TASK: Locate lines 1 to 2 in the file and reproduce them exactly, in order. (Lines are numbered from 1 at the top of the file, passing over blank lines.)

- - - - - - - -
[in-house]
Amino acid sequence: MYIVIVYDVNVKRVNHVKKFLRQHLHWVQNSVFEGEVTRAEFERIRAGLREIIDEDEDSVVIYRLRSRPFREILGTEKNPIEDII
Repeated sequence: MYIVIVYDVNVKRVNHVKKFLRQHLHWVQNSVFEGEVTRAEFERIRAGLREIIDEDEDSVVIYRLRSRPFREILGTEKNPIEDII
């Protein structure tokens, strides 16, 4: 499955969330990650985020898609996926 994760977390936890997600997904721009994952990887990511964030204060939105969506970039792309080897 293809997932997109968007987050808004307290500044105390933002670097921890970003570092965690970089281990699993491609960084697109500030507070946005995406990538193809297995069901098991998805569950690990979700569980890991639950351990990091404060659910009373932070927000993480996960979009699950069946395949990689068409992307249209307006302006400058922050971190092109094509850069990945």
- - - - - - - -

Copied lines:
[in-house]
Amino acid sequence: MYIVIVYDVNVKRVNHVKKFLRQHLHWVQNSVFEGEVTRAEFERIRAGLREIIDEDEDSVVIYRLRSRPFREILGTEKNPIEDII